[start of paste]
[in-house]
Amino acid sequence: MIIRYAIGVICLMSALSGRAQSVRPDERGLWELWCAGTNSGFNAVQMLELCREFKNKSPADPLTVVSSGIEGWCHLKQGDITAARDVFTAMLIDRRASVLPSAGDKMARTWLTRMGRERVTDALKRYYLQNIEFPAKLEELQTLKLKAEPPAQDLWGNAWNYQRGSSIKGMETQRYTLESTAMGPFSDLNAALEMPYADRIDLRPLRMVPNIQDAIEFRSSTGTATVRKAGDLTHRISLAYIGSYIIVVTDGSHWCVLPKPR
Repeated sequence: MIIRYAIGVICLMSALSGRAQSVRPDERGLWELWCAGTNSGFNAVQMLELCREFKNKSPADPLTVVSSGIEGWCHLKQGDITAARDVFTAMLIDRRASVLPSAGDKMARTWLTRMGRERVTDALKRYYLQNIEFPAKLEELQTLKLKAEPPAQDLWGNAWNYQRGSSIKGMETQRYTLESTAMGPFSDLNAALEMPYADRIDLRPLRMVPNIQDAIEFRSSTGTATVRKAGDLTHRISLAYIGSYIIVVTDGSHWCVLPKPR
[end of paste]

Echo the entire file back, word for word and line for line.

[in-house]
Amino acid sequence: MIIRYAIGVICLMSALSGRAQSVRPDERGLWELWCAGTNSGFNAVQMLELCREFKNKSPADPLTVVSSGIEGWCHLKQGDITAARDVFTAMLIDRRASVLPSAGDKMARTWLTRMGRERVTDALKRYYLQNIEFPAKLEELQTLKLKAEPPAQDLWGNAWNYQRGSSIKGMETQRYTLESTAMGPFSDLNAALEMPYADRIDLRPLRMVPNIQDAIEFRSSTGTATVRKAGDLTHRISLAYIGSYIIVVTDGSHWCVLPKPR
Repeated sequence: MIIRYAIGVICLMSALSGRAQSVRPDERGLWELWCAGTNSGFNAVQMLELCREFKNKSPADPLTVVSSGIEGWCHLKQGDITAARDVFTAMLIDRRASVLPSAGDKMARTWLTRMGRERVTDALKRYYLQNIEFPAKLEELQTLKLKAEPPAQDLWGNAWNYQRGSSIKGMETQRYTLESTAMGPFSDLNAALEMPYADRIDLRPLRMVPNIQDAIEFRSSTGTATVRKAGDLTHRISLAYIGSYIIVVTDGSHWCVLPKPR